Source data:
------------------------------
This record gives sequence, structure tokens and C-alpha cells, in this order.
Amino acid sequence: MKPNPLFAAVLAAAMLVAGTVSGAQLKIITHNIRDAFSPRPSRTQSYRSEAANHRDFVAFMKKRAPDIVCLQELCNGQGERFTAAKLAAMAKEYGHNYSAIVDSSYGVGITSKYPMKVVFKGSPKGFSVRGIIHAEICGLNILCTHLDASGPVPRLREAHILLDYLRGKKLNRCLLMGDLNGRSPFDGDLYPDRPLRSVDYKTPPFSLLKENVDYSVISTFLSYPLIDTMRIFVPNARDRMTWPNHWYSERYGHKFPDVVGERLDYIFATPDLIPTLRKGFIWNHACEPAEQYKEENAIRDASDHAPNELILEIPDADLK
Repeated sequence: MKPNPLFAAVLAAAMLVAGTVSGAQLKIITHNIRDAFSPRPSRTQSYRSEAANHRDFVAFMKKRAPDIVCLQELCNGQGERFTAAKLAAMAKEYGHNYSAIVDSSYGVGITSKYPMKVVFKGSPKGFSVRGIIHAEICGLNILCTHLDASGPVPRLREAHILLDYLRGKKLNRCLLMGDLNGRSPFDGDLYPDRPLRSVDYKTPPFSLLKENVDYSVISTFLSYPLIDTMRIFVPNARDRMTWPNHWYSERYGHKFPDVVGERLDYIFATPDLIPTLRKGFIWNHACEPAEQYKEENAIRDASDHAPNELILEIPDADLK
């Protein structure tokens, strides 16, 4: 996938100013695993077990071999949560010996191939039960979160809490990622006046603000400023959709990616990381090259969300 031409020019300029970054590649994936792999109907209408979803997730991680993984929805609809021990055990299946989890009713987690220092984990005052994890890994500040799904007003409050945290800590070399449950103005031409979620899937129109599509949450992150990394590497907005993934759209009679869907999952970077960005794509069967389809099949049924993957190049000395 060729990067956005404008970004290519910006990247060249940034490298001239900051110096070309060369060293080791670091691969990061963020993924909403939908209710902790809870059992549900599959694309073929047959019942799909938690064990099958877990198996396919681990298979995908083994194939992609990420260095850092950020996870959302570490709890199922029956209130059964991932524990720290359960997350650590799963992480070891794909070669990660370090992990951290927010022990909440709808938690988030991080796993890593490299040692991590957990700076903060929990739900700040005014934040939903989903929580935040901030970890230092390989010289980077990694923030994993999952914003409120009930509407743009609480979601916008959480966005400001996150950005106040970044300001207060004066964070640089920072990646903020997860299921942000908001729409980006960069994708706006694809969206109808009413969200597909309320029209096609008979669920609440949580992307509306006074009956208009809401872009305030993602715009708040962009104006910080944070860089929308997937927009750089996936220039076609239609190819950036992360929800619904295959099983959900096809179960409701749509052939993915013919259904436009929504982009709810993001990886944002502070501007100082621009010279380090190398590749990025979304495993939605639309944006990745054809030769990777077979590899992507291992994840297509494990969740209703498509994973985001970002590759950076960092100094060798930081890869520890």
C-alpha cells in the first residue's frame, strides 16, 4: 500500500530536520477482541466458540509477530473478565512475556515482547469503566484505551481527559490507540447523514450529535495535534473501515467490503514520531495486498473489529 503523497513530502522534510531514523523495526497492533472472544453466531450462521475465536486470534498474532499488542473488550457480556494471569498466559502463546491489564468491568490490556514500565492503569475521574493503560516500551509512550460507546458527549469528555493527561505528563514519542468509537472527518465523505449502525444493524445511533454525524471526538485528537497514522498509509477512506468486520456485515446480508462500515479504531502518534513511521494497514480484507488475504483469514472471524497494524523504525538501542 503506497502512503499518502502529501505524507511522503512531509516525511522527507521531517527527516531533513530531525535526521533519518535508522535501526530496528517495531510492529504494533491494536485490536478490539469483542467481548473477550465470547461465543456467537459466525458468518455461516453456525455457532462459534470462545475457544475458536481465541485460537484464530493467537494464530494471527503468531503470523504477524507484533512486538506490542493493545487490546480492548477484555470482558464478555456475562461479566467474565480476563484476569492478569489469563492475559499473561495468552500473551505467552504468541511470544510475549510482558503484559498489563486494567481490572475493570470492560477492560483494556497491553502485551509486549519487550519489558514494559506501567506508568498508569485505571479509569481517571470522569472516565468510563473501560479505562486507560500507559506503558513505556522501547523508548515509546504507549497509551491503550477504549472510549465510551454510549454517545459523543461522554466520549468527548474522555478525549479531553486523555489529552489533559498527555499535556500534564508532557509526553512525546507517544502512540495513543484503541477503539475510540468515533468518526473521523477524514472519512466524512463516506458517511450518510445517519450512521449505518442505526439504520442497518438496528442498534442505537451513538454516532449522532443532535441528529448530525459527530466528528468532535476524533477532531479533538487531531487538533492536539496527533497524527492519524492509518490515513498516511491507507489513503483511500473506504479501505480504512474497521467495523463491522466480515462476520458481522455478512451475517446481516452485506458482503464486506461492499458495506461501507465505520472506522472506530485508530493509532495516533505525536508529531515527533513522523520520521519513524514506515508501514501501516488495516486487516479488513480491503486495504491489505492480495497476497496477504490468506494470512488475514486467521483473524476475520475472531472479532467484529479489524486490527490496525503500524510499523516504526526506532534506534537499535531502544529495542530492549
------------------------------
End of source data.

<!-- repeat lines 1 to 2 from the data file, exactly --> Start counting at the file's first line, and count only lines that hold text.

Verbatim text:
This record gives sequence, structure tokens and C-alpha cells, in this order.
Amino acid sequence: MKPNPLFAAVLAAAMLVAGTVSGAQLKIITHNIRDAFSPRPSRTQSYRSEAANHRDFVAFMKKRAPDIVCLQELCNGQGERFTAAKLAAMAKEYGHNYSAIVDSSYGVGITSKYPMKVVFKGSPKGFSVRGIIHAEICGLNILCTHLDASGPVPRLREAHILLDYLRGKKLNRCLLMGDLNGRSPFDGDLYPDRPLRSVDYKTPPFSLLKENVDYSVISTFLSYPLIDTMRIFVPNARDRMTWPNHWYSERYGHKFPDVVGERLDYIFATPDLIPTLRKGFIWNHACEPAEQYKEENAIRDASDHAPNELILEIPDADLK